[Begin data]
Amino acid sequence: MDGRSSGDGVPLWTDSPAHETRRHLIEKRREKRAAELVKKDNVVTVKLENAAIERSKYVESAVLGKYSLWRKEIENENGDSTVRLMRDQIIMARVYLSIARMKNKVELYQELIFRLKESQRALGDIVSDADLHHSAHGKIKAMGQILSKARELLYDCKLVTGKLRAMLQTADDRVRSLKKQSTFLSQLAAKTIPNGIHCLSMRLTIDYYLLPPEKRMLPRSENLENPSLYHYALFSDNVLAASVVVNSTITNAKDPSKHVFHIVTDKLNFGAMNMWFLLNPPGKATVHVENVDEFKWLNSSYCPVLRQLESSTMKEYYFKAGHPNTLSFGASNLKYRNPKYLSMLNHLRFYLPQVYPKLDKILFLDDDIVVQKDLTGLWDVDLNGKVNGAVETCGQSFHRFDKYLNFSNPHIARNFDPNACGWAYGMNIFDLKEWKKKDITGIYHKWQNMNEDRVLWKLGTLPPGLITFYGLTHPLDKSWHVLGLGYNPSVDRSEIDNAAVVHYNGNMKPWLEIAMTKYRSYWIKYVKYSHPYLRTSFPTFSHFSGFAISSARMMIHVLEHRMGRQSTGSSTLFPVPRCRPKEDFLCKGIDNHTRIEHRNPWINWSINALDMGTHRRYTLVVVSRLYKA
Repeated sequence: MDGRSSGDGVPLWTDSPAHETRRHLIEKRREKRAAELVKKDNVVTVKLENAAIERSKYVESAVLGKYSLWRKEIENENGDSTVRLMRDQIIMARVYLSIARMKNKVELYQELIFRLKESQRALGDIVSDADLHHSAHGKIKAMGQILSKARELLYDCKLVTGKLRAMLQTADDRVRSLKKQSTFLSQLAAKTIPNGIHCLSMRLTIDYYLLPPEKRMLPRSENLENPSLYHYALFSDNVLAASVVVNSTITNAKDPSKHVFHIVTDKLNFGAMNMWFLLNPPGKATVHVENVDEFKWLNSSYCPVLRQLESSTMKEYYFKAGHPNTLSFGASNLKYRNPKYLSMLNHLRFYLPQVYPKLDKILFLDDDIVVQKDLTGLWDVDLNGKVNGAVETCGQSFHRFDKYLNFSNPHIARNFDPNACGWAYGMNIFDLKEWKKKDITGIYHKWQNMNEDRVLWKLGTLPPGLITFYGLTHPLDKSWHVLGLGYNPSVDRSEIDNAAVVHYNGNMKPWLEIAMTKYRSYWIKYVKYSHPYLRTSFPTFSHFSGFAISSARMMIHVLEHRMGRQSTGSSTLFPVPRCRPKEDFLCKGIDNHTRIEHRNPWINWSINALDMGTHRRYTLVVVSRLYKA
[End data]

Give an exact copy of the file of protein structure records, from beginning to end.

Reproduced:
Amino acid sequence: MDGRSSGDGVPLWTDSPAHETRRHLIEKRREKRAAELVKKDNVVTVKLENAAIERSKYVESAVLGKYSLWRKEIENENGDSTVRLMRDQIIMARVYLSIARMKNKVELYQELIFRLKESQRALGDIVSDADLHHSAHGKIKAMGQILSKARELLYDCKLVTGKLRAMLQTADDRVRSLKKQSTFLSQLAAKTIPNGIHCLSMRLTIDYYLLPPEKRMLPRSENLENPSLYHYALFSDNVLAASVVVNSTITNAKDPSKHVFHIVTDKLNFGAMNMWFLLNPPGKATVHVENVDEFKWLNSSYCPVLRQLESSTMKEYYFKAGHPNTLSFGASNLKYRNPKYLSMLNHLRFYLPQVYPKLDKILFLDDDIVVQKDLTGLWDVDLNGKVNGAVETCGQSFHRFDKYLNFSNPHIARNFDPNACGWAYGMNIFDLKEWKKKDITGIYHKWQNMNEDRVLWKLGTLPPGLITFYGLTHPLDKSWHVLGLGYNPSVDRSEIDNAAVVHYNGNMKPWLEIAMTKYRSYWIKYVKYSHPYLRTSFPTFSHFSGFAISSARMMIHVLEHRMGRQSTGSSTLFPVPRCRPKEDFLCKGIDNHTRIEHRNPWINWSINALDMGTHRRYTLVVVSRLYKA
Repeated sequence: MDGRSSGDGVPLWTDSPAHETRRHLIEKRREKRAAELVKKDNVVTVKLENAAIERSKYVESAVLGKYSLWRKEIENENGDSTVRLMRDQIIMARVYLSIARMKNKVELYQELIFRLKESQRALGDIVSDADLHHSAHGKIKAMGQILSKARELLYDCKLVTGKLRAMLQTADDRVRSLKKQSTFLSQLAAKTIPNGIHCLSMRLTIDYYLLPPEKRMLPRSENLENPSLYHYALFSDNVLAASVVVNSTITNAKDPSKHVFHIVTDKLNFGAMNMWFLLNPPGKATVHVENVDEFKWLNSSYCPVLRQLESSTMKEYYFKAGHPNTLSFGASNLKYRNPKYLSMLNHLRFYLPQVYPKLDKILFLDDDIVVQKDLTGLWDVDLNGKVNGAVETCGQSFHRFDKYLNFSNPHIARNFDPNACGWAYGMNIFDLKEWKKKDITGIYHKWQNMNEDRVLWKLGTLPPGLITFYGLTHPLDKSWHVLGLGYNPSVDRSEIDNAAVVHYNGNMKPWLEIAMTKYRSYWIKYVKYSHPYLRTSFPTFSHFSGFAISSARMMIHVLEHRMGRQSTGSSTLFPVPRCRPKEDFLCKGIDNHTRIEHRNPWINWSINALDMGTHRRYTLVVVSRLYKA